Wage-theft is rampant, not only with non-payment of wages. The problem runs far deeper: into our terms and conditions of employment.
The problem of employers being found to not be paying workers the agreed amount with their wages is a far greater problem than many people think. There have been structural changes in the Australian workforce - the outcome of business practices emphasising economic rationalist thinking. The pursuit of de-regulation, privatisation and liberalisation which has accompanied the throwing of finance capital, by the business-classes, to the four corners of the globe has also included failure to honour legal obligations, both in Australia and elsewhere.
A recent study conducted by the University of NSW together with the University of Technology Sydney, for example, has revealed, 'a silent under-class of vulnerable Australian workers', who are, 'owed an estimated one billion dollars', in unpaid wages. (1) The study, conducted from a survey of 4,322 temporary migrant workers from 107 countries found the problem widespread and not confined to small non-payments by employers; many of those concerned were only paid about half of what they were entitled, with payments of only $12 an hour. The study also excluded 457 visa workers - had they been included the final amounts of unpaid wages would have been even higher.
From a trade union perspective, it is important to note many immigrants into Australia also come from socio-economic backgrounds where trade union membership is not common. Those concerned find their way into blue-collar employment in Australia usually because their qualifications, while acceptable for immigration purposes, are not validated through Australian professional associations. The high cost of re-validating professional qualifications through universities remains exorbitant and often not even worth the initial financial outlay. Once in blue-collar occupations, many remain on shop-floors for many years, not because of choice, but basic financial reasons.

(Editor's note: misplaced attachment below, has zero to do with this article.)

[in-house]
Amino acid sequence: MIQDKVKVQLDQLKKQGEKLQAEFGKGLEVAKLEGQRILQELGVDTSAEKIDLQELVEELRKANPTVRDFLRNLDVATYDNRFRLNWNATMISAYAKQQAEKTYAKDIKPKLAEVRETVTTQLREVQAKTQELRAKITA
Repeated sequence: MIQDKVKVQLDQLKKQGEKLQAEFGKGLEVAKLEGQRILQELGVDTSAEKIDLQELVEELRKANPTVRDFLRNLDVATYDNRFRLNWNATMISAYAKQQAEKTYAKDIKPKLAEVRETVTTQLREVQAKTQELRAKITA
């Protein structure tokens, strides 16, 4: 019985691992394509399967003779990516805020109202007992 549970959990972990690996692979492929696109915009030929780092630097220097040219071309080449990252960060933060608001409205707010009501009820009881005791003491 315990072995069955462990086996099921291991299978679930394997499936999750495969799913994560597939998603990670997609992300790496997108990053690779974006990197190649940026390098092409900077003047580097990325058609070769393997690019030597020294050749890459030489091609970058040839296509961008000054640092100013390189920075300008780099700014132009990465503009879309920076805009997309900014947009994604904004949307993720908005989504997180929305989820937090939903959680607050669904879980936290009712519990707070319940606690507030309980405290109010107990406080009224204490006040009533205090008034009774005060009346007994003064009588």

A further important consideration to remember is that many immigrants entering Australia come from countries where it is not usual for a worker to challenge an employer due to personal security considerations. In the Philippines, for example, over a thousand trade-union activists have been killed in recent years for organising workers. In other countries, including Colombia and India, it is extremely dangerous to be associated openly with trade-union activism. Australian employers have taken advantage of this problem to enrich themselves.
A recent finding that food delivery company Foodora had underpaid its casual workers by more than $8 million, despite amassing a revenue of $1.2 billion this year, has clearly shown dominant thinking of those within the business-classes. The fact Australian tax-payers are likely to have to foot the bill for the German-based company is a further factor to be taken into consideration; those from overseas exploiting Australian workers remain outside the jurisdiction of our legal channels. (2) There remains little wonder why Foodora shareholders must be laughing all the way to the bank.
Employers have cultivated a habit of crying poor, even though company profits continue to increase. Continued attempts, by the business classes, to undermine penalty rates and shift-loadings are but two examples. While most Australians honour the notion of a fair go for immigrants, the business classes continue to undermine our way of life.
Structural changes to the Australian employment now include temporary migrant workers accounting for 11 per cent of the total workforce. (3) A further twenty per cent remain on the national minimum wage of $719.20 for a 38-hour week. (4) Both groups include the working poor where wage-levels fail to meet normal household costs, together with limited credit worthiness for raising loans from banks. Buying their own home, even a small apartment, would be extremely difficult if not impossible for those concerned.
The remainder of the Australian workforce have been receiving almost stagnant wage-levels with minimal wage increases for years. A record low average annual wage increase of 1.9 per cent in 2016, in reality, has led most workers accepting a wage-cut; prices of basic household costs have risen far more. (5) While the latest findings have revealed that average wage levels have now risen to 2.3 per cent, most workers are worse off over the previous ten year period. (6)
The problem has been compounded by a massive casualisation of the workforce which has been used by employers to weaken trade-unions and their bargaining power. The problem of precarious employment is widespread. A recent study found over half of Australian workers now have no normal leave entitlements which accompany full-time paid jobs. (7) Those receiving normal leave entitlements have fallen from 51.35 per cent of the workforce in 2012, to 49.97 per cent last year. (8)
And as if those figures are not appalling in themselves, there is also the theft of terms and conditions of employment and incorrect classification of duties to establish the correct wage levels.
All workers in Australia are covered by Award conditions, which clarify basic wage levels and terms and conditions. Only three-quarters of the workforce are covered by enterprise bargaining agreements (EBAs) which provide above award entitlements.